Inherited Runners

A comment by loyal reader Micalpalyn motivated me to post the following stats. This is a list of the main Mets relievers, the number of games they’ve appeared in, the number of runners they’ve inherited (IR), the number of those runners who scored (IRS), and the percentage of runners that remain stranded (%).


Generally speaking, “acceptable” levels are around 75%, and anything above 80% is considered excellent. I can’t find a source that lists team totals for this stat, but I think the Mets are about average in the area. If anyone can point me to these numbers, please post a link below.

For comparison, Chad Bradford in 2006 inherited 58 runners and allowed only 10 to score — a rate of 83%.

Interestingly, Heilman’s current numbers — 7 out of 14 — are IDENTICAL to his entire 2006 campaign. Aaron appeared in 58 games in ’06, but inherited just 14 runners. In ’05, he appeared in 53 games, inherited 28 runners, and allowed 8 of them to score (71%). Last year, in 81 games, Heilman had similar numbers to ’05 — allowing 8 of 29 inherited runners to score (72% stranded).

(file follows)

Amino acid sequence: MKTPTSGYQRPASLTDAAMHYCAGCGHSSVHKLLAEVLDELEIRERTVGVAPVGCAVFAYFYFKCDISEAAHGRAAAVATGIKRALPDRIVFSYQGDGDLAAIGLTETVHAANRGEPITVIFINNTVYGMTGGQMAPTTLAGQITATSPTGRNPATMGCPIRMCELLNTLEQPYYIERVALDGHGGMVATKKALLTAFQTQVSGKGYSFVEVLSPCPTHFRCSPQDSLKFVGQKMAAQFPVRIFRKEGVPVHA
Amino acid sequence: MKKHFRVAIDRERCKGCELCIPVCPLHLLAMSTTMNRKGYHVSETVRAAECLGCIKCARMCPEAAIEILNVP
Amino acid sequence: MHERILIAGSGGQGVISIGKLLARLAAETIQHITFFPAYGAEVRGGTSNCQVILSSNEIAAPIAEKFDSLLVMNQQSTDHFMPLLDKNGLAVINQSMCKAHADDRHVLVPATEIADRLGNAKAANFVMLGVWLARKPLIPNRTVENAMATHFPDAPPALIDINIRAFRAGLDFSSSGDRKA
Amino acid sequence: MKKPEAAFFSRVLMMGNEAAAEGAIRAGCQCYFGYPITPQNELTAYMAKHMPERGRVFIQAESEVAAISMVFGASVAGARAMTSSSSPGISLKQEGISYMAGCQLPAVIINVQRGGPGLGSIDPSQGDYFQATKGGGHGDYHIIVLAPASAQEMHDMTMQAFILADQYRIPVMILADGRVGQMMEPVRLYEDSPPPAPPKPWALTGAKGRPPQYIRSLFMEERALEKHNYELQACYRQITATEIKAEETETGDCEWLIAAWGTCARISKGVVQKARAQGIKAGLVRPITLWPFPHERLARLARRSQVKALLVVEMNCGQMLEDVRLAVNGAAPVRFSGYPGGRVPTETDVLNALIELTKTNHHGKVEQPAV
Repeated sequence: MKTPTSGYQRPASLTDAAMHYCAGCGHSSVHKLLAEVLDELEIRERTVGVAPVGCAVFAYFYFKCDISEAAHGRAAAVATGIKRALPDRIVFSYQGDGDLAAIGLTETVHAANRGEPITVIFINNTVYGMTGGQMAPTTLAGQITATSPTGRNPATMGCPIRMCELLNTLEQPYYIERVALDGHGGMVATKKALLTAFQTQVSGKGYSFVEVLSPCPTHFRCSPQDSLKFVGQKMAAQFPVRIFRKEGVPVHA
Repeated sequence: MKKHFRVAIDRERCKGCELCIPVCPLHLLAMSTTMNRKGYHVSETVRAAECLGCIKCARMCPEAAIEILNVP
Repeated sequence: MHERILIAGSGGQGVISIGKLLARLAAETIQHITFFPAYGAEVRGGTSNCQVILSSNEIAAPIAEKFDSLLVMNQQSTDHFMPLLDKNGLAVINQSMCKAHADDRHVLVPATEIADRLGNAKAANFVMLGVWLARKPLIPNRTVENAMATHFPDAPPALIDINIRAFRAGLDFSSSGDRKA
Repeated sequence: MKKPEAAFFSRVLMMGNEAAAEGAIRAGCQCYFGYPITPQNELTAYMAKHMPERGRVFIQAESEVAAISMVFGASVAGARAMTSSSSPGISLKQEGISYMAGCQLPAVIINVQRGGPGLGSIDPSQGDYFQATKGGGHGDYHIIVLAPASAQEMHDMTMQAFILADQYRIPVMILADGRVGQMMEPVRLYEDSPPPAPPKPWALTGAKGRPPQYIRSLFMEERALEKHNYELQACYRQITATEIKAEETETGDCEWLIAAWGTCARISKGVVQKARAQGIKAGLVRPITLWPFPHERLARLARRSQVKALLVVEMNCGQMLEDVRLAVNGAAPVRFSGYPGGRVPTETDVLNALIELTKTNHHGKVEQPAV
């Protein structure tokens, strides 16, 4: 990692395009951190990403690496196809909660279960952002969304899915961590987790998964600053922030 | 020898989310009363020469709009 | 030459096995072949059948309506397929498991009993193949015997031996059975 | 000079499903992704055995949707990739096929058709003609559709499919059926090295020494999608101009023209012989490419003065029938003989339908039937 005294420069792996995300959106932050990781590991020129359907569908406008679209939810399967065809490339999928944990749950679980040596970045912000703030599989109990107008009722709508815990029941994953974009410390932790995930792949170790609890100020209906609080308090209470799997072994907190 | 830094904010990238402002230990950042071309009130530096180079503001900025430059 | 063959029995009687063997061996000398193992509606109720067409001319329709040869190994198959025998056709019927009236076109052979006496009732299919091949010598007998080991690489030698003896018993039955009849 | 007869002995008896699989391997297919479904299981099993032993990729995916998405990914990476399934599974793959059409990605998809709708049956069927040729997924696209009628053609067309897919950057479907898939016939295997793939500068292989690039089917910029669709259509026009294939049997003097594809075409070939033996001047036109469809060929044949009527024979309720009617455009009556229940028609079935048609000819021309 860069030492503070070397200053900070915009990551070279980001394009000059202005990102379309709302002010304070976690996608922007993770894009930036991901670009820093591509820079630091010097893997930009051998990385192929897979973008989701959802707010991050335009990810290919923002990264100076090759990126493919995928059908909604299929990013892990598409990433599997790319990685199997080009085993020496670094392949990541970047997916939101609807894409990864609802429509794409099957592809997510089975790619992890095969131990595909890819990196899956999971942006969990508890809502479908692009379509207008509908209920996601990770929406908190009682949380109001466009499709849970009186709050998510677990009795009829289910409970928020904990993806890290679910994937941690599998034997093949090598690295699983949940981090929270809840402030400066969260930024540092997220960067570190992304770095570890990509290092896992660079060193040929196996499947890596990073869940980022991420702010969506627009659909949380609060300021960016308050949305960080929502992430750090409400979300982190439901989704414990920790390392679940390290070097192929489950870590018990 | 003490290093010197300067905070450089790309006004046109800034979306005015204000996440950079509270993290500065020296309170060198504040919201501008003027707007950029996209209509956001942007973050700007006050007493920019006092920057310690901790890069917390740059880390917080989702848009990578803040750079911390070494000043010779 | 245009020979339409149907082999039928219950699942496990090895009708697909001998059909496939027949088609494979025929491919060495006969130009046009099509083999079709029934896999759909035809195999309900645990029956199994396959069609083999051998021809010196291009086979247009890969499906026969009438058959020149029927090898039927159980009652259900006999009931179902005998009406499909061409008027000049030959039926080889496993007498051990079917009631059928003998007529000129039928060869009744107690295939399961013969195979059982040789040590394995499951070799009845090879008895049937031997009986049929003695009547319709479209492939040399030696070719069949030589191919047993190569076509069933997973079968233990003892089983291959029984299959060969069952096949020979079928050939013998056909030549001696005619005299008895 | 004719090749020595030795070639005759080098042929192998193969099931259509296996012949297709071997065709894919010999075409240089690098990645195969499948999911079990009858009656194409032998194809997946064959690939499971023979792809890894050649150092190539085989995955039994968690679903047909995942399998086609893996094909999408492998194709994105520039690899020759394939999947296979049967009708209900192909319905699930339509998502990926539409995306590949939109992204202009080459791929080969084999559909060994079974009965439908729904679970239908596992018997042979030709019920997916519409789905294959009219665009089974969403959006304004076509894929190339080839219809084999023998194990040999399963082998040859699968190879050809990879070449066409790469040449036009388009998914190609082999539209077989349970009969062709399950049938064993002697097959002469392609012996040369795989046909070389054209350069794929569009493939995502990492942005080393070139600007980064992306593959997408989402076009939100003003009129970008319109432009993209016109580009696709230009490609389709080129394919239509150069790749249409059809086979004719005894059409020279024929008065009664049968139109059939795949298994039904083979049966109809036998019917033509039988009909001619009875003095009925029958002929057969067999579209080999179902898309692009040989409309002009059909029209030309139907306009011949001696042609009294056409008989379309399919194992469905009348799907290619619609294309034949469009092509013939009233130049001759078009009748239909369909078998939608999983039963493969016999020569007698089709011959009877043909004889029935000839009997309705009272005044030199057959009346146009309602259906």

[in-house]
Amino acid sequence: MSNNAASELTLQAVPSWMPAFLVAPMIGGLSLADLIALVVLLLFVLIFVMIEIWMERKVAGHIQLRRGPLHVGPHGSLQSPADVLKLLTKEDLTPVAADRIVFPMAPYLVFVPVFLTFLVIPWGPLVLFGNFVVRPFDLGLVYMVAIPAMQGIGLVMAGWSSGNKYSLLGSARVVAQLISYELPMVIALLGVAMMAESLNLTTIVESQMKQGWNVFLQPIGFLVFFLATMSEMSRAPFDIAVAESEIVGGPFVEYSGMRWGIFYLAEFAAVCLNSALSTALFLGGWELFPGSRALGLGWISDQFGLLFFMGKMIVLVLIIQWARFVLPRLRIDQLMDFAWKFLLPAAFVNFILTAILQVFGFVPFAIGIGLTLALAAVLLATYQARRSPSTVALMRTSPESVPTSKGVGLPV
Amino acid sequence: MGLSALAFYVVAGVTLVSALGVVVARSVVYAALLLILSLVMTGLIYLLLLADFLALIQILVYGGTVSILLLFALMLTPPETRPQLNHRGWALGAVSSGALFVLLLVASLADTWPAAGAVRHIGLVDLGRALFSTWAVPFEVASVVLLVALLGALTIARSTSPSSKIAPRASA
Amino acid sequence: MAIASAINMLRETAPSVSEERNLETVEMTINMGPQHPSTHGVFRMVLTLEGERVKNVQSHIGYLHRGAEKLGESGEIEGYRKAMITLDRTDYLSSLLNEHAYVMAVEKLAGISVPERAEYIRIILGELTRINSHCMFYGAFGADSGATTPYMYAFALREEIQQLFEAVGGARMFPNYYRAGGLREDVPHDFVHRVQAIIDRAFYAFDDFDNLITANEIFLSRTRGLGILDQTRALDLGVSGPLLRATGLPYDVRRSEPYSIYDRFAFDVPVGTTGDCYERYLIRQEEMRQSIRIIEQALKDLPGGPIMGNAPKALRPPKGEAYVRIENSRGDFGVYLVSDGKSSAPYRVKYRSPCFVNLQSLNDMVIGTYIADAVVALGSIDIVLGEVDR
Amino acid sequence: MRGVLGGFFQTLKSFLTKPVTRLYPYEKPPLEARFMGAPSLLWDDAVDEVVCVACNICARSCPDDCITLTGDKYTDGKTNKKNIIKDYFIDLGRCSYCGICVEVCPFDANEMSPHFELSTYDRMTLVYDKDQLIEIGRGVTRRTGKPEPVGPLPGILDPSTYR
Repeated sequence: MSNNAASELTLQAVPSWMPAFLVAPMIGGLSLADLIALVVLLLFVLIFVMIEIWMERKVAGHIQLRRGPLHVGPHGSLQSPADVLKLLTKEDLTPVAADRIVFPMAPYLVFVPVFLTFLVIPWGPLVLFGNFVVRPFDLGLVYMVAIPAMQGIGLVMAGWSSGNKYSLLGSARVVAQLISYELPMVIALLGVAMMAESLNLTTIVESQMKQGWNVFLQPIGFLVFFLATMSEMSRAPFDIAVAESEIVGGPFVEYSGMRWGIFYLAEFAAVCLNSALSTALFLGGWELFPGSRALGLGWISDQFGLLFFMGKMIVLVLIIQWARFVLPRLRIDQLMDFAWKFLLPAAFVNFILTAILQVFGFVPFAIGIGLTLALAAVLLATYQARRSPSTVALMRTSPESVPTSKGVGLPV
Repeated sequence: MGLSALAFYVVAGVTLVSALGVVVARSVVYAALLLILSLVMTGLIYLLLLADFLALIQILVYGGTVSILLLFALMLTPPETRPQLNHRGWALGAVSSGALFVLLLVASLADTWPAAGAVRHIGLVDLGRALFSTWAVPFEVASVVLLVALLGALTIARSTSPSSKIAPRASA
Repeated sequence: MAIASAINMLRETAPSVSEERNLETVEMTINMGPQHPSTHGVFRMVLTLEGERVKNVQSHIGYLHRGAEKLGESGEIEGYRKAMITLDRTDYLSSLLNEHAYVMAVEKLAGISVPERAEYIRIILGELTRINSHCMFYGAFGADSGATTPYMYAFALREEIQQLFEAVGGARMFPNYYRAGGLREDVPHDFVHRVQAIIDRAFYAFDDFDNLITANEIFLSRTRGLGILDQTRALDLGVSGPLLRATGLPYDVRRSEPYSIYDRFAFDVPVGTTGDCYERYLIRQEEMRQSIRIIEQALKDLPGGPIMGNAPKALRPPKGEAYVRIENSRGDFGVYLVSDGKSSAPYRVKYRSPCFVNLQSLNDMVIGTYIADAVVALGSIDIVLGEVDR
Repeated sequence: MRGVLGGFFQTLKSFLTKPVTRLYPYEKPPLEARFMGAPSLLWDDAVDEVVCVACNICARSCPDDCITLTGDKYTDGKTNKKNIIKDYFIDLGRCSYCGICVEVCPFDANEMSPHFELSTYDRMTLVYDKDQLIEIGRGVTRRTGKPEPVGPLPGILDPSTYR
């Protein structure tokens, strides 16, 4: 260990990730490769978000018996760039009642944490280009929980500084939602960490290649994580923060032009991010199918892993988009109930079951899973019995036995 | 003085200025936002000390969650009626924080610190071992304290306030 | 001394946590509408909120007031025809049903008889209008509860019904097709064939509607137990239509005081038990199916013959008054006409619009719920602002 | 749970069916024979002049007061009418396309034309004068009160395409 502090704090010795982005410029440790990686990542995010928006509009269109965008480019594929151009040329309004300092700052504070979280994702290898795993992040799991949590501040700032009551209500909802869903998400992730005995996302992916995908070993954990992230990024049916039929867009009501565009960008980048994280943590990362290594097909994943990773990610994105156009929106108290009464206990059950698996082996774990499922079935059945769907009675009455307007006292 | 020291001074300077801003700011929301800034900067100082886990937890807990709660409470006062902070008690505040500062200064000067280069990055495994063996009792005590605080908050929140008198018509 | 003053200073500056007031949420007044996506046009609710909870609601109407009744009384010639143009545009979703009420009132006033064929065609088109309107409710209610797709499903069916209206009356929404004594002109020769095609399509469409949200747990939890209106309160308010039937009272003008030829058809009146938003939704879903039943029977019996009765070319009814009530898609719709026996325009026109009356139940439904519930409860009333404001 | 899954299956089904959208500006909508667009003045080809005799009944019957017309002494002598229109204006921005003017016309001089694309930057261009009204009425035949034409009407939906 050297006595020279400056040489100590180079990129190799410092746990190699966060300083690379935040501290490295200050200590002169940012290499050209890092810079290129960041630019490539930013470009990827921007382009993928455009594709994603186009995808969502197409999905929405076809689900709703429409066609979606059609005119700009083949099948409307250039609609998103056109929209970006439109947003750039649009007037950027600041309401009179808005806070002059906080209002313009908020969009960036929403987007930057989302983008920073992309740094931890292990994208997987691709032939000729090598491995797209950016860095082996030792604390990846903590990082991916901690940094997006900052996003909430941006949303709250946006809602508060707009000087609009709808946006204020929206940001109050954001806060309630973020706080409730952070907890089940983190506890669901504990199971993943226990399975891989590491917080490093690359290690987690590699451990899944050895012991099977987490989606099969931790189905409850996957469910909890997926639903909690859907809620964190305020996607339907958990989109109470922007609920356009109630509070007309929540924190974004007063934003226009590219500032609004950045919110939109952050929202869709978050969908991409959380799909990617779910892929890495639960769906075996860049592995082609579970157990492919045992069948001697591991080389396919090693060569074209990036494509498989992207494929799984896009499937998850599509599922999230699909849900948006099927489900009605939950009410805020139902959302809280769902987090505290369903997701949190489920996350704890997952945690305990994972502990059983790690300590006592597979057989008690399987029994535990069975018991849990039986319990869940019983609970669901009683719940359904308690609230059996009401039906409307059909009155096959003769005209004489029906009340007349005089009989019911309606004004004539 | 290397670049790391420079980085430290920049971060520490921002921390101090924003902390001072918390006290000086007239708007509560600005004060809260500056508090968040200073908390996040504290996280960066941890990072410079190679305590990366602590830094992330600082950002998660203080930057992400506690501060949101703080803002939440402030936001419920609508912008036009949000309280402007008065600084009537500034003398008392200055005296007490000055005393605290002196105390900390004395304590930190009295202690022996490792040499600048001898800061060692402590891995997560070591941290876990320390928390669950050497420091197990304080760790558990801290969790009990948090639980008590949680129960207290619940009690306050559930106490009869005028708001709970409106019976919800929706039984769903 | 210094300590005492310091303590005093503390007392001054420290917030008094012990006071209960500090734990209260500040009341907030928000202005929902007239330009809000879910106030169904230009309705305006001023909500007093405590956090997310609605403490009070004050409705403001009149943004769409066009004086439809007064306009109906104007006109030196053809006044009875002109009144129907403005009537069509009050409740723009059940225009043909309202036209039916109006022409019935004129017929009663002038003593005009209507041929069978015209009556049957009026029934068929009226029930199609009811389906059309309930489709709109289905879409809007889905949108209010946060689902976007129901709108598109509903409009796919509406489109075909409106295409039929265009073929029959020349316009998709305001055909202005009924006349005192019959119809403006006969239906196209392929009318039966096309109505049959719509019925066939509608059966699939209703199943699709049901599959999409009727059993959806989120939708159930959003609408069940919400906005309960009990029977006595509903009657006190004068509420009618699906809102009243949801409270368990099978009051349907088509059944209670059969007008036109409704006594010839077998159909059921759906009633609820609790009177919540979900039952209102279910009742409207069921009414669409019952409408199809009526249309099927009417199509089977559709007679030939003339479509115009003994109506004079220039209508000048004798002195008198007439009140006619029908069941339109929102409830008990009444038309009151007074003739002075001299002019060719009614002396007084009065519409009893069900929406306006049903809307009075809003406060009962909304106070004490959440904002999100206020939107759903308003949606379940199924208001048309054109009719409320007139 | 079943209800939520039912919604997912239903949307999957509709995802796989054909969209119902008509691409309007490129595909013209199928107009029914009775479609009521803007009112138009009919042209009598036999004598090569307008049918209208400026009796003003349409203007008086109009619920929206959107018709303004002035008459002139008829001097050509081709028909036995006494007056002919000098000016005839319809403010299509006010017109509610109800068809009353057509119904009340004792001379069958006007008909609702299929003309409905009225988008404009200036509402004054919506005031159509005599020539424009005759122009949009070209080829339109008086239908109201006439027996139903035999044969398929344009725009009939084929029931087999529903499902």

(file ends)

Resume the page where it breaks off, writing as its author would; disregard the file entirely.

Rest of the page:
In comparison, Feliciano inherited 60 runners last year, and stranded 12 (80% stranded). Contrast that to Smith, who last year inherited 51 but allowed 25 to score (51% stranded).

In his brilliant but brief 2006, Duaner Sanchez appeared in 49 games, inherited just 10 runners, and allowed 2 of them to score (80% stranded).

It doesn’t take a genius to figure out what’s going on here:

1. Sanchez has historically been given the opportunity to start innings, and/or is brought in with the bases empty.

2. Looking at Smith’s extreme contrast from this year to last, there’s no way to guess whether a pitcher will do well stranding runners from year to year.

3. If anyone is “reliable” in this area from year to year (though far from spectacular), it would be Feliciano.

4. Looking at Heilman’s history, it would seem that a manager should consider bringing him in to start innings (career: 30 of 85 inherited runners score, for a strand rate of 65%). Better yet, convert him to a starting pitcher. It’s pretty clear he doesn’t pitch well with other people’s runners on base, so stop putting him into those situations!.

Joe Janish began MetsToday in 2005 to provide the unique perspective of a high-level player and coach -- he earned NCAA D-1 All-American honors as a catcher and coached several players who went on to play pro ball. As a result his posts often include mechanical evaluations, scout-like analysis, and opinions that go beyond the numbers. Follow Joe's baseball tips on Twitter at @onbaseball and at the On Baseball Google Plus page.